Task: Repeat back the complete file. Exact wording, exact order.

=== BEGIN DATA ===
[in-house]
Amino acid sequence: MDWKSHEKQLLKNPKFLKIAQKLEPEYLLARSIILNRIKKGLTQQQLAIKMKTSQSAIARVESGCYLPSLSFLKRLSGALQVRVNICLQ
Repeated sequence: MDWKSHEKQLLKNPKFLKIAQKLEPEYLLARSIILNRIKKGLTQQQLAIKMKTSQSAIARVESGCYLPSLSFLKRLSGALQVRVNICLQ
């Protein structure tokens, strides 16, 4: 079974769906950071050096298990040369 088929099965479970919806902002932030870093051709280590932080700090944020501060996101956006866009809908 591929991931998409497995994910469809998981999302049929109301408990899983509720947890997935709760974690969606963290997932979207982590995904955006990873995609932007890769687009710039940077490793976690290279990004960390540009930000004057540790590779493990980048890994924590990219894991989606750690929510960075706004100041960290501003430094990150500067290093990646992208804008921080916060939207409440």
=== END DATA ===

[in-house]
Amino acid sequence: MDWKSHEKQLLKNPKFLKIAQKLEPEYLLARSIILNRIKKGLTQQQLAIKMKTSQSAIARVESGCYLPSLSFLKRLSGALQVRVNICLQ
Repeated sequence: MDWKSHEKQLLKNPKFLKIAQKLEPEYLLARSIILNRIKKGLTQQQLAIKMKTSQSAIARVESGCYLPSLSFLKRLSGALQVRVNICLQ
């Protein structure tokens, strides 16, 4: 079974769906950071050096298990040369 088929099965479970919806902002932030870093051709280590932080700090944020501060996101956006866009809908 591929991931998409497995994910469809998981999302049929109301408990899983509720947890997935709760974690969606963290997932979207982590995904955006990873995609932007890769687009710039940077490793976690290279990004960390540009930000004057540790590779493990980048890994924590990219894991989606750690929510960075706004100041960290501003430094990150500067290093990646992208804008921080916060939207409440």